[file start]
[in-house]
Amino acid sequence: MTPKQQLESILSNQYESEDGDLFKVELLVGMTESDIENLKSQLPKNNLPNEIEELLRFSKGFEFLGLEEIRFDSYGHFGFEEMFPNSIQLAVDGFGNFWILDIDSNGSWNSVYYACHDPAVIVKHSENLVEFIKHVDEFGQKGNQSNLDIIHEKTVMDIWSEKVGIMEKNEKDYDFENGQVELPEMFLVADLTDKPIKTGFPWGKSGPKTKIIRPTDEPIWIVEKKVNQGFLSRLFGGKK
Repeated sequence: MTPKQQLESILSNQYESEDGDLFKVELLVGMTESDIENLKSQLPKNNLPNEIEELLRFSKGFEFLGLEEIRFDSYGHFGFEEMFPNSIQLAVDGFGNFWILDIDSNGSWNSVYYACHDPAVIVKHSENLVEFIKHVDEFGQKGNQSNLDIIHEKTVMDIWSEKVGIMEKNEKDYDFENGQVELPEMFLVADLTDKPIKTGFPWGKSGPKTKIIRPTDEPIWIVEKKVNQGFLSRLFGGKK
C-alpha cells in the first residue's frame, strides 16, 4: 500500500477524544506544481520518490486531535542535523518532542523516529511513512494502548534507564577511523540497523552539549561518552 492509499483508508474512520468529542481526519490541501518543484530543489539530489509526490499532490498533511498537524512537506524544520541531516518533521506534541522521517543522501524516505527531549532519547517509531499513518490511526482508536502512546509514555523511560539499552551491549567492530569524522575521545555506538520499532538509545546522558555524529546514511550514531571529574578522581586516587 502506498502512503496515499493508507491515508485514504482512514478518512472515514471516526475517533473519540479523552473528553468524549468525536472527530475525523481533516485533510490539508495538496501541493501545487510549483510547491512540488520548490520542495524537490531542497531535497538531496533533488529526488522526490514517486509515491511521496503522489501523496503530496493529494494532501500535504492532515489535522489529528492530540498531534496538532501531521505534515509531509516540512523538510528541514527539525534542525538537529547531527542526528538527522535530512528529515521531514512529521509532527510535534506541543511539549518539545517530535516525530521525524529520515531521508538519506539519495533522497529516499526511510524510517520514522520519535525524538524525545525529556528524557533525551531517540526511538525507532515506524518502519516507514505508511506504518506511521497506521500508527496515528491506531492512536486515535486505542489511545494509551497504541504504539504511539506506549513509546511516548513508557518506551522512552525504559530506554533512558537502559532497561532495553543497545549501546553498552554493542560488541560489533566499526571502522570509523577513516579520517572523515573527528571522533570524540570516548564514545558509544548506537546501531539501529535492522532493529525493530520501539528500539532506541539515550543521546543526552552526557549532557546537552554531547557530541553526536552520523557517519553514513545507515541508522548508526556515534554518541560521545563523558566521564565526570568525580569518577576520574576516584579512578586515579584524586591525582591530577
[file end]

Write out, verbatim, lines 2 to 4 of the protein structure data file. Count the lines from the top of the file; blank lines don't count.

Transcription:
Amino acid sequence: MTPKQQLESILSNQYESEDGDLFKVELLVGMTESDIENLKSQLPKNNLPNEIEELLRFSKGFEFLGLEEIRFDSYGHFGFEEMFPNSIQLAVDGFGNFWILDIDSNGSWNSVYYACHDPAVIVKHSENLVEFIKHVDEFGQKGNQSNLDIIHEKTVMDIWSEKVGIMEKNEKDYDFENGQVELPEMFLVADLTDKPIKTGFPWGKSGPKTKIIRPTDEPIWIVEKKVNQGFLSRLFGGKK
Repeated sequence: MTPKQQLESILSNQYESEDGDLFKVELLVGMTESDIENLKSQLPKNNLPNEIEELLRFSKGFEFLGLEEIRFDSYGHFGFEEMFPNSIQLAVDGFGNFWILDIDSNGSWNSVYYACHDPAVIVKHSENLVEFIKHVDEFGQKGNQSNLDIIHEKTVMDIWSEKVGIMEKNEKDYDFENGQVELPEMFLVADLTDKPIKTGFPWGKSGPKTKIIRPTDEPIWIVEKKVNQGFLSRLFGGKK
C-alpha cells in the first residue's frame, strides 16, 4: 500500500477524544506544481520518490486531535542535523518532542523516529511513512494502548534507564577511523540497523552539549561518552 492509499483508508474512520468529542481526519490541501518543484530543489539530489509526490499532490498533511498537524512537506524544520541531516518533521506534541522521517543522501524516505527531549532519547517509531499513518490511526482508536502512546509514555523511560539499552551491549567492530569524522575521545555506538520499532538509545546522558555524529546514511550514531571529574578522581586516587 502506498502512503496515499493508507491515508485514504482512514478518512472515514471516526475517533473519540479523552473528553468524549468525536472527530475525523481533516485533510490539508495538496501541493501545487510549483510547491512540488520548490520542495524537490531542497531535497538531496533533488529526488522526490514517486509515491511521496503522489501523496503530496493529494494532501500535504492532515489535522489529528492530540498531534496538532501531521505534515509531509516540512523538510528541514527539525534542525538537529547531527542526528538527522535530512528529515521531514512529521509532527510535534506541543511539549518539545517530535516525530521525524529520515531521508538519506539519495533522497529516499526511510524510517520514522520519535525524538524525545525529556528524557533525551531517540526511538525507532515506524518502519516507514505508511506504518506511521497506521500508527496515528491506531492512536486515535486505542489511545494509551497504541504504539504511539506506549513509546511516548513508557518506551522512552525504559530506554533512558537502559532497561532495553543497545549501546553498552554493542560488541560489533566499526571502522570509523577513516579520517572523515573527528571522533570524540570516548564514545558509544548506537546501531539501529535492522532493529525493530520501539528500539532506541539515550543521546543526552552526557549532557546537552554531547557530541553526536552520523557517519553514513545507515541508522548508526556515534554518541560521545563523558566521564565526570568525580569518577576520574576516584579512578586515579584524586591525582591530577